|Subgenus:||Magnolia subg. Magnolia|
|Section:||Magnolia sect. Rhytidospermum|
|Subsection:||Magnolia subsect. Oyama|
(Finet & Gagnepain) Rehder
Magnolia wilsonii, or Wilson's magnolia, is a species of Magnolia native to China, in the provinces of western Guizhou, Sichuan and northern Yunnan, where it grows in the forest understory at altitudes of 1,900-3,000 m, rarely up to 3,300 m.
Magnolia wilsonii is a large spreading shrub or small tree growing to 8–10 metres (26–33 ft) tall. The leaves are elliptic to lanceolate, 6–16 cm long and 3–7 cm broad with a 1–3 cm petiole, and have brown pubescence on the underside. The flowers are drooping, 8–12 cm in diameter, with nine (occasionally 12) tepals, the outer three small and greenish, sepal-like, the main six larger and pure white; the stamens and carpels are crimson. Due to their drooping character, the flowers are best viewed from the underside.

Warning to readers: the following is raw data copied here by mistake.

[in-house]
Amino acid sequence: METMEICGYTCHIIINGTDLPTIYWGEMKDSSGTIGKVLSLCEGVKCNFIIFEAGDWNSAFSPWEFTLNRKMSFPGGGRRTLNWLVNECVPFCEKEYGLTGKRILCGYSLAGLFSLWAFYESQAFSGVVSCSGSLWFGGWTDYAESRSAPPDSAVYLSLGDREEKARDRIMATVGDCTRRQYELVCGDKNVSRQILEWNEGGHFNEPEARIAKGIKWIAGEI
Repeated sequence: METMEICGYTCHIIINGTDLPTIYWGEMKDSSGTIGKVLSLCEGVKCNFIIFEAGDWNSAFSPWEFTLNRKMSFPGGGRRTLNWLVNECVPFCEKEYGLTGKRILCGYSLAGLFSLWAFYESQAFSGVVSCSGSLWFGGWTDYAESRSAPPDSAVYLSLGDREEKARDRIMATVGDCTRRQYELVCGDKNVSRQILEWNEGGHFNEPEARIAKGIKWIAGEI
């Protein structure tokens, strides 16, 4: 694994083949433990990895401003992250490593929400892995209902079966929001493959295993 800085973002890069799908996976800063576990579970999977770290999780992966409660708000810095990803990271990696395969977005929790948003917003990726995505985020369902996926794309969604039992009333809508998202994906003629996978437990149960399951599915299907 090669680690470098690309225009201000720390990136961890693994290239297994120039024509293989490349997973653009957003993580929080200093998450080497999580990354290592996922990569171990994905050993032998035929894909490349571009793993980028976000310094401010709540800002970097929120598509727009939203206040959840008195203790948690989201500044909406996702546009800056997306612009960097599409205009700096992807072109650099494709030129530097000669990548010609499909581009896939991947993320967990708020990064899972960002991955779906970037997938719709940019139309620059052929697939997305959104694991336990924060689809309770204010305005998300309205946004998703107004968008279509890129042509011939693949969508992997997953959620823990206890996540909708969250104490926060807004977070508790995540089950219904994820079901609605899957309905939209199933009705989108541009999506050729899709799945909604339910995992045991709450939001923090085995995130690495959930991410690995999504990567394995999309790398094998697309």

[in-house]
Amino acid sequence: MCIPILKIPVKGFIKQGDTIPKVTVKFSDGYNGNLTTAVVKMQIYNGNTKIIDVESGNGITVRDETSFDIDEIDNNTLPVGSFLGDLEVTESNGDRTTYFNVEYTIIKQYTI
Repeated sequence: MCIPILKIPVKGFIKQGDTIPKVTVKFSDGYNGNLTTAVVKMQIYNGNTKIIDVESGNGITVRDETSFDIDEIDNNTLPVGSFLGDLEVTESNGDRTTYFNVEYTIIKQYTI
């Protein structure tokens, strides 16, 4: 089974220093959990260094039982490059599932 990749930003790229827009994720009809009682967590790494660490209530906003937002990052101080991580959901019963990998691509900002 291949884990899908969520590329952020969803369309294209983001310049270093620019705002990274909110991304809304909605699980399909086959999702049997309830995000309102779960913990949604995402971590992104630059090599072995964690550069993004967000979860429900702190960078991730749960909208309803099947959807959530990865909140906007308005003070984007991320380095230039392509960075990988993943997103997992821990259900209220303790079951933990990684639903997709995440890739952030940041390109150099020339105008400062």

This species is threatened by habitat destruction and collection for medicinal use (see Houpu magnolia), and regeneration is poor.
Magnolia wilsonii, though rare, is in cultivation as an ornamental tree and planted in temperate climate gardens, such as in coastal California. It needs a protected planting location with afternoon shade. This plant has gained the Royal Horticultural Society's Award of Garden Merit.
- ^ China Expert Workshop. 2015. Magnolia wilsonii. The IUCN Red List of Threatened Species 2015. Downloaded on 8 October 2015.
- ^ "Magnolia wilsonii AGM". Royal Horticultural Society. 2017. Retrieved 2017-01-27.